Tyres have codes shown on the wall of the tyre. These refer to the maximum load and speed capability of the tyre.


Any vehicle over 3500 kgs must have a tread depth of at least 1mm throughout. A continuous band measuring at least ¾ of the breadth of the tread & around the entire outer circumference of the tyre.

On a hot day, the fuel in your tank will expand. If this happens when the tank has been filled to the brim, fuel will spill onto the road. This can be very dangerous or even fatal for other road users – especially motorcyclists. Allow for this expansion when filling your tank.

If diesel fuel becomes very cold, it can partially solidify. Additives are used by the fuel companies to try to prevent this. Any solidifying (waxing) of the fuel can prevent it from flowing properly and cause the engine to run erratically or even stop. Some vehicles are also fitted with heated fuel lines which help prevent waxing

Most diesel engines use a high-pressure fuel injector system that will deliver pressurised fuel directly into the combustion chamber of the engine. This system is known as a direct-injection engine.

Oil levels must be checked when parked on a level surface. If you check the engine oil level when your vehicle is standing on a slope, the reading on the dipstick won’t be accurate.  Park it on flat ground, so the dipstick shows the true level.

If the engine contains too much oil, the moving parts can hit the oil surface, causing a loss of power or even damage to the engine. Excess pressure may damage oil seals, causing oil to leak onto the road, creating a slippery and dangerous road surface.

Not enough oil in your engine can lead to break downs. It could also cause sudden and unexpected loss of control, putting you and others in danger. If your engine seizes, you should make every effort to stop in a safe place.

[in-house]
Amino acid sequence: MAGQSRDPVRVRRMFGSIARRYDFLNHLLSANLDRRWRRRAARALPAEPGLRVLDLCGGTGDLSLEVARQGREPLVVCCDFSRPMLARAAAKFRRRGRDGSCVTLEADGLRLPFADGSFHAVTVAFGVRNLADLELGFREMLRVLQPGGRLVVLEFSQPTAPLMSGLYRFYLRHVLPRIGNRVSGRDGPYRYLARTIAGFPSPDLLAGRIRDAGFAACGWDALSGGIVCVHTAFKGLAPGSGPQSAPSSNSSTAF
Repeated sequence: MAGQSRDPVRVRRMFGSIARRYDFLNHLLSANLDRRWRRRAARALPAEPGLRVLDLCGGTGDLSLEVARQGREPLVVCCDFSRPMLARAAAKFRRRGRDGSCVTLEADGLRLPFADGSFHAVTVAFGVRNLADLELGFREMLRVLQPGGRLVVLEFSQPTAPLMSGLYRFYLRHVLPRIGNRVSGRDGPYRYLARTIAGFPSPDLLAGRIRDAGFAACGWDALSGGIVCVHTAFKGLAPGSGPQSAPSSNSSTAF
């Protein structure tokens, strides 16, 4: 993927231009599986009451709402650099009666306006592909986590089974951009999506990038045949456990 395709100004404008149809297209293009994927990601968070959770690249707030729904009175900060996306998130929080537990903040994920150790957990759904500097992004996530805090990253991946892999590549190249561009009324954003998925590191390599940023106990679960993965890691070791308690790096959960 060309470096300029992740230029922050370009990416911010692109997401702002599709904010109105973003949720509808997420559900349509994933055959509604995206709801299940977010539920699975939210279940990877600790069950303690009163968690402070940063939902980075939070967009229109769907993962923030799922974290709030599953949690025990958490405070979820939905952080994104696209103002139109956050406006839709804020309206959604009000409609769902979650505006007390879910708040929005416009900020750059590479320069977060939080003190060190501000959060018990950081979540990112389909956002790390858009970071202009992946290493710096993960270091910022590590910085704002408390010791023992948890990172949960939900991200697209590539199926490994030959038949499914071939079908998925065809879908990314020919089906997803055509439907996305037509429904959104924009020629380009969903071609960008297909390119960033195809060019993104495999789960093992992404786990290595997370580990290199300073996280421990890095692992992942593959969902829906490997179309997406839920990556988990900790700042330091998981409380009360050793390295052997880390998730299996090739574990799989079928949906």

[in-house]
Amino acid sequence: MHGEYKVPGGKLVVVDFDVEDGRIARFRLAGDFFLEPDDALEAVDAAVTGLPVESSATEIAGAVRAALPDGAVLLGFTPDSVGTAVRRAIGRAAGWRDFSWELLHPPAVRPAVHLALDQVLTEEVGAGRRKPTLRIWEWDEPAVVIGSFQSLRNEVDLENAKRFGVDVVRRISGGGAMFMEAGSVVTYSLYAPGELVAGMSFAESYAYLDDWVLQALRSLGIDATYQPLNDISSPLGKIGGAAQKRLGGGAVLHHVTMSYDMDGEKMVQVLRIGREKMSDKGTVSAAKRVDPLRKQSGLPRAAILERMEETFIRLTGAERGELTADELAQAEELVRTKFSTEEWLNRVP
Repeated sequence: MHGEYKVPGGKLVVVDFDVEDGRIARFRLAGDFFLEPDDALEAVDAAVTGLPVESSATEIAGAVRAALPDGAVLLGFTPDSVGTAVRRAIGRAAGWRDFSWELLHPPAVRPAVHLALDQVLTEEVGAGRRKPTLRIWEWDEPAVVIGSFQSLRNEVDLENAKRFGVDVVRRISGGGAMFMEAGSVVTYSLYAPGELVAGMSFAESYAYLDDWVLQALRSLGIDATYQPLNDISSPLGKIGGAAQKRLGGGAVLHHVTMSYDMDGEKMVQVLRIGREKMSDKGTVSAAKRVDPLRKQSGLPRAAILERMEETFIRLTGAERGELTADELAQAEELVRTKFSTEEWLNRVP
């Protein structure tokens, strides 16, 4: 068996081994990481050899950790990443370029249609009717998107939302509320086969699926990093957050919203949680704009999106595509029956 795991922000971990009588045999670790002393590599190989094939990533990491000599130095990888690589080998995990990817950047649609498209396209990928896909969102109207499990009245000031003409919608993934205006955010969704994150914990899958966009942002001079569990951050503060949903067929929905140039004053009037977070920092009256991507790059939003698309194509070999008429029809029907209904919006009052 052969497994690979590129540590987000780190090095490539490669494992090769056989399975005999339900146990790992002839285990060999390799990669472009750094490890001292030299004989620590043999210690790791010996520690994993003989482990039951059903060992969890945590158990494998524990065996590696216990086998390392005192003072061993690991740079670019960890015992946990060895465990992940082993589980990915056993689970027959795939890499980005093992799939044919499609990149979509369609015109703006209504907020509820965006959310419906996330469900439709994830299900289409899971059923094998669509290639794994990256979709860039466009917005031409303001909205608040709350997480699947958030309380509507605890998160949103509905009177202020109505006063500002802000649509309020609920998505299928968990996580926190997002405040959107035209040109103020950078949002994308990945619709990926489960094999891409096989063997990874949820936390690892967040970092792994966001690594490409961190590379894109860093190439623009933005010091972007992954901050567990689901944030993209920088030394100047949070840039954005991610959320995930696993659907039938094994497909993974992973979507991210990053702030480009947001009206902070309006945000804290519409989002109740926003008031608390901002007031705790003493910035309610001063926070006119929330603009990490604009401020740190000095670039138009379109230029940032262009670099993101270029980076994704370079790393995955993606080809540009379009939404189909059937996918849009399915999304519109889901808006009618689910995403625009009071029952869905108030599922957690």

To comply with the law, all lights must be in good working order, even in daylight when they’re not being used. Before you set out, make sure that everything is working and get any faulty lights fixed.

You may need to use your headlights or other lights if you’re delayed or find yourself driving in conditions of reduced visibility.

Bulbs should be replaced as soon as you’re aware that they’ve failed. Carry a stock of all the various bulbs used on your vehicle, so you can repair a fault without delay.

While driving on a building site, bricks, mud or other debris can become lodged between a lorry’s double rear wheels.

When you leave the site and increase your road speed, anything lodged between the tyres could be thrown out.

This flying debris can be a hazard for drivers of following vehicles and can create dangerous road conditions, especially for motorcyclists.

A diff-lock is designed to be used in slippery conditions, at low speed, when maximum traction is required. However, you must not attempt to drive at normal speeds with the diff-lock engaged as  it will severely affect your steering control.

If your wheels leave mud on the road, you must arrange for it to be cleared. A slippery, muddy surface could cause danger to other road users.